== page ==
the eerie silence on KineJapan is maddening!

Maria Jose Gonzalez tkarsavina at
Fri Mar 18 01:43:13 EDT 2011

That said,I agree that any comment relative to things said anywhere else shouldn't be dealt with in this list.I wonder if the NFC cancelled their current series.I was planning to be in Tokyo today to watch two Naruses and a Shimizu but cancelled after the earthquake thinking about the strong aftershocks,even before the current nuclear crisis.

--- On Fri, 18/3/11, Maria Jose Gonzalez <tkarsavina at> wrote:

From: Maria Jose Gonzalez <tkarsavina at>
Subject: Re: the eerie silence on KineJapan is maddening!
To: KineJapan at
Date: Friday, 18 March, 2011, 2:27 PM

Frederick,your position is most understandable.

--- On Fri, 18/3/11, Frederick Veith <notreconciled at> wrote:

From: Frederick Veith <notreconciled at>
Subject: Re: the eerie silence on KineJapan is maddening!
To: KineJapan at
Date: Friday, 18 March, 2011, 2:10 PM

With all due respect to the person who made this remark on one of
those Twitter accounts, and recognition of the difficulty of
communicating nuanced positions in 140 characters, comments like "When
expats who fled slowly come back do we get eternal ball-busting
rights?" are no more constructive than fear-mongering in the American
media. There are a lot of legitimate points
 that can be made about
panic and reasoned analysis of the potential and actual risks, but the
last thing anyone struggling to make such determinations for
themselves in the face of incomplete and contradictory information
needs is self-righteous condescension. I'm completely secure in my
decision to exercise caution with regard to my two year old daughter
who is much more vulnerable at much lower levels of exposure than I
am, and who doesn't need to suffer the hardship of potential shortages
or other infrastructural problems that might arise if and when the
situation deteriorates. Maybe I'm making too much of an offhand
remark, but I think it's important to be respectful in the face of a
very difficult situation of other people's reasoned choices about how
to look after their own welfare and those they love. Let's try to keep
in mind Akihito's entreaty that we all treat each other with

On Fri,
 Mar 18, 2011 at 12:55 PM, Martin Vieillot <eigagogo at> wrote:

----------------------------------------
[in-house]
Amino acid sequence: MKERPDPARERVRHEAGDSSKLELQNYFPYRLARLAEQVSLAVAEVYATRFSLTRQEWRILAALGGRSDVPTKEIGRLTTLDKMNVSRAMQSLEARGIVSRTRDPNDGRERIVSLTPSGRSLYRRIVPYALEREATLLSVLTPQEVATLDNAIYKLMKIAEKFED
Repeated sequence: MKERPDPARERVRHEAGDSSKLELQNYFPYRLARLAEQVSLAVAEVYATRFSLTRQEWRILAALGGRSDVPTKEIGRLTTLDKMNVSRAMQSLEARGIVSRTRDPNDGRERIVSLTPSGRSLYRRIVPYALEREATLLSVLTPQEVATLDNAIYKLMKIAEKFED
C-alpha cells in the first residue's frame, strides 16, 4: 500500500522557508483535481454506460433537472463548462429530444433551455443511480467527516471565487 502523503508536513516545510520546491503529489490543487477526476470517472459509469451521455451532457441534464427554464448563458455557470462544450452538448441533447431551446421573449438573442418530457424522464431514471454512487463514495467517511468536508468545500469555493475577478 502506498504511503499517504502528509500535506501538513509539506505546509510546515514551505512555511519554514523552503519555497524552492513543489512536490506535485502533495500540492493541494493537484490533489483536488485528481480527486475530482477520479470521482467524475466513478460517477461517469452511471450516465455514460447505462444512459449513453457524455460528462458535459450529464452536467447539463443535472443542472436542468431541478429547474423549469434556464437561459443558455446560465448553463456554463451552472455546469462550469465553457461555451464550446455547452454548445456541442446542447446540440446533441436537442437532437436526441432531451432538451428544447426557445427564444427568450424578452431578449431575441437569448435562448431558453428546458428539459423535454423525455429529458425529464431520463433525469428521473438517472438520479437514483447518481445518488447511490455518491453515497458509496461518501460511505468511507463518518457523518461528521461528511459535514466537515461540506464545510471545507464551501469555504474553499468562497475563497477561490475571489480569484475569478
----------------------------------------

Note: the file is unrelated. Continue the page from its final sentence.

> for info, you have informative Twitter accounts from some well-informed KineJapaner's based in Japan:
> ----- Mail Original -----
> De: ReelDrew at
> À: KineJapan at
> Envoyé: Vendredi 18 Mars 2011
 04h26:02 GMT +01:00 Amsterdam / Berlin / Berne / Rome / Stockholm / Vienne
> Objet: the eerie silence on KineJapan is maddening!
> I have been a member of KineJapan for the last ten years. I joined originally out of a need to obtain translations of the intertitles of Japanese silents on VHS in my collection. I am very grateful to those members on KineJapan who aided me and made it possible for me to, among other things, write an article on Hiroshi Shimizu that is published on Midnight Eye.
> Since then, I have regularly received almost daily the messages that have been posted here. In all honesty, a large number--perhaps the majority, in fact--have been of limited interest to me inasmuch as they tend to deal with contemporary Japanese films. Consistent with my enthusiasm for films in other countries, including my own, produced in earlier decades, it is my interest in the Japanese cinema of the past,
 especially the films of the 1920s and 1930s, that has been of consuming interest to me. Nevertheless, from time to time issues involving those golden years do come up here.
> However, whether or not the topic has been of particular interest to me, I have always valued the fact that KineJapan has always been there, an extremely valuable resource to be consulted when needed. Never before since I've been here did this group shut down. Certainly, it was very active right through the events of 9/11 as were other film discussion groups in which I participated.
> Since the tragic events that began a week ago, though, this place has suddenly turned into a ghost town. Aside from a very limited amount of posts specifically on the topic of the tsunami, there has been absolutely nothing here. No one has even bothered to post how things are going on in Tokyo, while all sorts of wild, apocalyptic rumors circulate unchecked in the US that
 Tokyo is about to become irradiated, that it may be doomed. I believe a few welcome posts here from knowledgeable people in the Japanese capital might help to clarify the situation and perhaps alleviate some of these fears.